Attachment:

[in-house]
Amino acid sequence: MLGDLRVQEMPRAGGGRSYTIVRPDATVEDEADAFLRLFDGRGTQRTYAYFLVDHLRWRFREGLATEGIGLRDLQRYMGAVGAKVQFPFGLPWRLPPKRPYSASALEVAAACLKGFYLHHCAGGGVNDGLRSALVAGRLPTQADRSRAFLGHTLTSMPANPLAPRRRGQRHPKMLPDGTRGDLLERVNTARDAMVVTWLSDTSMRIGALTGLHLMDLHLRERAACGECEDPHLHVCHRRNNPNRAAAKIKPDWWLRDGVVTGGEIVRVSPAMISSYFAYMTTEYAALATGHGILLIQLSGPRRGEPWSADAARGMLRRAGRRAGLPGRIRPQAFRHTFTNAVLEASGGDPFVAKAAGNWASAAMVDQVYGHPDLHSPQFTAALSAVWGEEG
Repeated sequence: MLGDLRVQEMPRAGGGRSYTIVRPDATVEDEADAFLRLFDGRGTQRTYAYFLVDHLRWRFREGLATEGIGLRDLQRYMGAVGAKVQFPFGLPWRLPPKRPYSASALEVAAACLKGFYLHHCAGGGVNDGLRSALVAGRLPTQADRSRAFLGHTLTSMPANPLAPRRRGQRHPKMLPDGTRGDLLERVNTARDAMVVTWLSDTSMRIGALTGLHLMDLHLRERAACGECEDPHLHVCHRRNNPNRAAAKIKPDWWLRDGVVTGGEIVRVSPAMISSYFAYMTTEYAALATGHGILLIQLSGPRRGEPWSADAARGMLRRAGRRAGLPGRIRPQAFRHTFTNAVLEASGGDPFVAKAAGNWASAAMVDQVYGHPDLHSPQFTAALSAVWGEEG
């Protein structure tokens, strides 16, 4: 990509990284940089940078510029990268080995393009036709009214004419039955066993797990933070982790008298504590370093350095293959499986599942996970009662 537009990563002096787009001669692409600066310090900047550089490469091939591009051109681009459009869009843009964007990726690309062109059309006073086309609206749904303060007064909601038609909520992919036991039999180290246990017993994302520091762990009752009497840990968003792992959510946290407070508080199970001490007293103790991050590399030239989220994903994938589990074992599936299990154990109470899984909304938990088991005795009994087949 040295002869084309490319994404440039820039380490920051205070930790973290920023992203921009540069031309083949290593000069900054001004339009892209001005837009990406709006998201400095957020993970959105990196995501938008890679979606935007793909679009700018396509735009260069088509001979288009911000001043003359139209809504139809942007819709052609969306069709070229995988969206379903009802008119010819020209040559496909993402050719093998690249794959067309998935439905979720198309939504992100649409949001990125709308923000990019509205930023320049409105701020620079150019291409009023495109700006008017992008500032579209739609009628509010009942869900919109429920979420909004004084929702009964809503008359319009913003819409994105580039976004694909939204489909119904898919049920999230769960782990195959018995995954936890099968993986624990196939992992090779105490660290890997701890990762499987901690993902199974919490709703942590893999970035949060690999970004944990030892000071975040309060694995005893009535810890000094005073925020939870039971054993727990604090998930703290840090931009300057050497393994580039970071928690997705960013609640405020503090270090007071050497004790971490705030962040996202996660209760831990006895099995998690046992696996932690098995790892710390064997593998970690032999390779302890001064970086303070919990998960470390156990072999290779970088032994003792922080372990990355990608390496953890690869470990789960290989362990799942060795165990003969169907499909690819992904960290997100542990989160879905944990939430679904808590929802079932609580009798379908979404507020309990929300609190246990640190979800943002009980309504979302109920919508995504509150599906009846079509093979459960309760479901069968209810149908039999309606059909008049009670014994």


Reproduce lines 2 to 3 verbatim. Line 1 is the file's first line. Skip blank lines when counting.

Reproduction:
Amino acid sequence: MLGDLRVQEMPRAGGGRSYTIVRPDATVEDEADAFLRLFDGRGTQRTYAYFLVDHLRWRFREGLATEGIGLRDLQRYMGAVGAKVQFPFGLPWRLPPKRPYSASALEVAAACLKGFYLHHCAGGGVNDGLRSALVAGRLPTQADRSRAFLGHTLTSMPANPLAPRRRGQRHPKMLPDGTRGDLLERVNTARDAMVVTWLSDTSMRIGALTGLHLMDLHLRERAACGECEDPHLHVCHRRNNPNRAAAKIKPDWWLRDGVVTGGEIVRVSPAMISSYFAYMTTEYAALATGHGILLIQLSGPRRGEPWSADAARGMLRRAGRRAGLPGRIRPQAFRHTFTNAVLEASGGDPFVAKAAGNWASAAMVDQVYGHPDLHSPQFTAALSAVWGEEG
Repeated sequence: MLGDLRVQEMPRAGGGRSYTIVRPDATVEDEADAFLRLFDGRGTQRTYAYFLVDHLRWRFREGLATEGIGLRDLQRYMGAVGAKVQFPFGLPWRLPPKRPYSASALEVAAACLKGFYLHHCAGGGVNDGLRSALVAGRLPTQADRSRAFLGHTLTSMPANPLAPRRRGQRHPKMLPDGTRGDLLERVNTARDAMVVTWLSDTSMRIGALTGLHLMDLHLRERAACGECEDPHLHVCHRRNNPNRAAAKIKPDWWLRDGVVTGGEIVRVSPAMISSYFAYMTTEYAALATGHGILLIQLSGPRRGEPWSADAARGMLRRAGRRAGLPGRIRPQAFRHTFTNAVLEASGGDPFVAKAAGNWASAAMVDQVYGHPDLHSPQFTAALSAVWGEEG